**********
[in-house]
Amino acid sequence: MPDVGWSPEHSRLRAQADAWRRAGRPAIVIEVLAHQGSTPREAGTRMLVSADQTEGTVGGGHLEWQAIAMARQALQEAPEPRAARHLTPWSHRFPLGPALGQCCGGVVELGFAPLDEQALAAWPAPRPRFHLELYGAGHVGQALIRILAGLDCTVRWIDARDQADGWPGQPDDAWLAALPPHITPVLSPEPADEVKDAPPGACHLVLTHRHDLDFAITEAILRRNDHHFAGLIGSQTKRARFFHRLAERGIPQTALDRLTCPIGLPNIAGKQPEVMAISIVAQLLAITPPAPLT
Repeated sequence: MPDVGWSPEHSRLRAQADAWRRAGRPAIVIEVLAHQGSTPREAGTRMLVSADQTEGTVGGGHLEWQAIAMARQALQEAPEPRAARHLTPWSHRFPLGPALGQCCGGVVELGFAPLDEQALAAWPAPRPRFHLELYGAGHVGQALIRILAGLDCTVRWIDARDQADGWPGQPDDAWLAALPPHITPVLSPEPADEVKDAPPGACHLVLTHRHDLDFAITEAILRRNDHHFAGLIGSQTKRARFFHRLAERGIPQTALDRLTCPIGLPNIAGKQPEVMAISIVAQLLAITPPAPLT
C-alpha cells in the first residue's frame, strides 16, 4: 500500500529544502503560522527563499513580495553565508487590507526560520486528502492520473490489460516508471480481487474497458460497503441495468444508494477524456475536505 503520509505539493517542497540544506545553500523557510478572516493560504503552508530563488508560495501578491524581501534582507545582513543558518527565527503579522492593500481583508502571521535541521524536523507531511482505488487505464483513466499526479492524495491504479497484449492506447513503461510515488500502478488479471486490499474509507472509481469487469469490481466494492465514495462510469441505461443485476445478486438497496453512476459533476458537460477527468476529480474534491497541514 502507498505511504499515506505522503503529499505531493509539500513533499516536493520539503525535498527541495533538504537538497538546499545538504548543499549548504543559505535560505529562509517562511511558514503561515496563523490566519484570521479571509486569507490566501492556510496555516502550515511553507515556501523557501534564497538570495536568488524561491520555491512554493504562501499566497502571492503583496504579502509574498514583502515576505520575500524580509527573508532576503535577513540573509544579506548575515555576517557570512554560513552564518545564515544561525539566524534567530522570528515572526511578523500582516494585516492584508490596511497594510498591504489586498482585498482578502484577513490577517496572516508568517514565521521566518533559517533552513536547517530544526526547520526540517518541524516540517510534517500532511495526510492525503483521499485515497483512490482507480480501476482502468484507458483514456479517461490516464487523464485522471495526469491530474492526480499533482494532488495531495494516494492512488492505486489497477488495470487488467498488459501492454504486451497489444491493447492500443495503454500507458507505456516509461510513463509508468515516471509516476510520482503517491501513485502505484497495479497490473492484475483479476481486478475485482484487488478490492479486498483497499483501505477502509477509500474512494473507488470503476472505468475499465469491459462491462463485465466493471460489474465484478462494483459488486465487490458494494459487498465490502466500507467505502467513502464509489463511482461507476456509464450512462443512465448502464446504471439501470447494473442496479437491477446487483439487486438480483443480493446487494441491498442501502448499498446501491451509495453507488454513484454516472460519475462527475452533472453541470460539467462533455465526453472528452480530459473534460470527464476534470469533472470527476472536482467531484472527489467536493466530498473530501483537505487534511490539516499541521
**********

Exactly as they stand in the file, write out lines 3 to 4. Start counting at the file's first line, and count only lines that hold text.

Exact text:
Repeated sequence: MPDVGWSPEHSRLRAQADAWRRAGRPAIVIEVLAHQGSTPREAGTRMLVSADQTEGTVGGGHLEWQAIAMARQALQEAPEPRAARHLTPWSHRFPLGPALGQCCGGVVELGFAPLDEQALAAWPAPRPRFHLELYGAGHVGQALIRILAGLDCTVRWIDARDQADGWPGQPDDAWLAALPPHITPVLSPEPADEVKDAPPGACHLVLTHRHDLDFAITEAILRRNDHHFAGLIGSQTKRARFFHRLAERGIPQTALDRLTCPIGLPNIAGKQPEVMAISIVAQLLAITPPAPLT
C-alpha cells in the first residue's frame, strides 16, 4: 500500500529544502503560522527563499513580495553565508487590507526560520486528502492520473490489460516508471480481487474497458460497503441495468444508494477524456475536505 503520509505539493517542497540544506545553500523557510478572516493560504503552508530563488508560495501578491524581501534582507545582513543558518527565527503579522492593500481583508502571521535541521524536523507531511482505488487505464483513466499526479492524495491504479497484449492506447513503461510515488500502478488479471486490499474509507472509481469487469469490481466494492465514495462510469441505461443485476445478486438497496453512476459533476458537460477527468476529480474534491497541514 502507498505511504499515506505522503503529499505531493509539500513533499516536493520539503525535498527541495533538504537538497538546499545538504548543499549548504543559505535560505529562509517562511511558514503561515496563523490566519484570521479571509486569507490566501492556510496555516502550515511553507515556501523557501534564497538570495536568488524561491520555491512554493504562501499566497502571492503583496504579502509574498514583502515576505520575500524580509527573508532576503535577513540573509544579506548575515555576517557570512554560513552564518545564515544561525539566524534567530522570528515572526511578523500582516494585516492584508490596511497594510498591504489586498482585498482578502484577513490577517496572516508568517514565521521566518533559517533552513536547517530544526526547520526540517518541524516540517510534517500532511495526510492525503483521499485515497483512490482507480480501476482502468484507458483514456479517461490516464487523464485522471495526469491530474492526480499533482494532488495531495494516494492512488492505486489497477488495470487488467498488459501492454504486451497489444491493447492500443495503454500507458507505456516509461510513463509508468515516471509516476510520482503517491501513485502505484497495479497490473492484475483479476481486478475485482484487488478490492479486498483497499483501505477502509477509500474512494473507488470503476472505468475499465469491459462491462463485465466493471460489474465484478462494483459488486465487490458494494459487498465490502466500507467505502467513502464509489463511482461507476456509464450512462443512465448502464446504471439501470447494473442496479437491477446487483439487486438480483443480493446487494441491498442501502448499498446501491451509495453507488454513484454516472460519475462527475452533472453541470460539467462533455465526453472528452480530459473534460470527464476534470469533472470527476472536482467531484472527489467536493466530498473530501483537505487534511490539516499541521